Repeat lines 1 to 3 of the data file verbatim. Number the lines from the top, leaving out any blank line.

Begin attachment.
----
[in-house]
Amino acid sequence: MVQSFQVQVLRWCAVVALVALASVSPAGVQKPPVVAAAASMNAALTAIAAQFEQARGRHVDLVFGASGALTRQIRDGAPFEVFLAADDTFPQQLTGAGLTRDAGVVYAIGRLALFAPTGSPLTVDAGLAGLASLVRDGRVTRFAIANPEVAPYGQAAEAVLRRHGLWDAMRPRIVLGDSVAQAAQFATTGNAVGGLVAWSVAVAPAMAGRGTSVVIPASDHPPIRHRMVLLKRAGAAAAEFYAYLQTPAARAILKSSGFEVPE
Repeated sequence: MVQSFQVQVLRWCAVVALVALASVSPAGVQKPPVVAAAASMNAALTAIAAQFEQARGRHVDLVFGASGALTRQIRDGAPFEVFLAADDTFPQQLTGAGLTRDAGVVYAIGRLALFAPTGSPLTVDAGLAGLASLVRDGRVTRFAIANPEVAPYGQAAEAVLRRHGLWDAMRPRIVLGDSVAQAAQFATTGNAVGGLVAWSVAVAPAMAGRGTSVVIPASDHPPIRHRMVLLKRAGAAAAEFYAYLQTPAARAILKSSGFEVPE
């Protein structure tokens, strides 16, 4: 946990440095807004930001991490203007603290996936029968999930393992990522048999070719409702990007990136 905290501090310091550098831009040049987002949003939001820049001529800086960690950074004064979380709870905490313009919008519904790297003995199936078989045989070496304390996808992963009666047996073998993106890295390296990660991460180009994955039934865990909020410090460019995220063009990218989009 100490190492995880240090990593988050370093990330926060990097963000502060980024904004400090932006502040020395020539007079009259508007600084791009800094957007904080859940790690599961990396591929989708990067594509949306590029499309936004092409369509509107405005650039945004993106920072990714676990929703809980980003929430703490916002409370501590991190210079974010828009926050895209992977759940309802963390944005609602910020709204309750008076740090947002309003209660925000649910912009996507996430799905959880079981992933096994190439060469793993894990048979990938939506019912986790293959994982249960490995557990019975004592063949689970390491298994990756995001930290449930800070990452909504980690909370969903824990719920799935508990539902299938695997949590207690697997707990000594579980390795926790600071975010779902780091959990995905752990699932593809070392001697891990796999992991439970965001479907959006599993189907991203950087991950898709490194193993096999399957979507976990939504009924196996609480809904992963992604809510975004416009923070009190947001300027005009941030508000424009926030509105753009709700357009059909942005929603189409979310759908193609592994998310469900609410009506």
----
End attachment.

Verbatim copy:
[in-house]
Amino acid sequence: MVQSFQVQVLRWCAVVALVALASVSPAGVQKPPVVAAAASMNAALTAIAAQFEQARGRHVDLVFGASGALTRQIRDGAPFEVFLAADDTFPQQLTGAGLTRDAGVVYAIGRLALFAPTGSPLTVDAGLAGLASLVRDGRVTRFAIANPEVAPYGQAAEAVLRRHGLWDAMRPRIVLGDSVAQAAQFATTGNAVGGLVAWSVAVAPAMAGRGTSVVIPASDHPPIRHRMVLLKRAGAAAAEFYAYLQTPAARAILKSSGFEVPE
Repeated sequence: MVQSFQVQVLRWCAVVALVALASVSPAGVQKPPVVAAAASMNAALTAIAAQFEQARGRHVDLVFGASGALTRQIRDGAPFEVFLAADDTFPQQLTGAGLTRDAGVVYAIGRLALFAPTGSPLTVDAGLAGLASLVRDGRVTRFAIANPEVAPYGQAAEAVLRRHGLWDAMRPRIVLGDSVAQAAQFATTGNAVGGLVAWSVAVAPAMAGRGTSVVIPASDHPPIRHRMVLLKRAGAAAAEFYAYLQTPAARAILKSSGFEVPE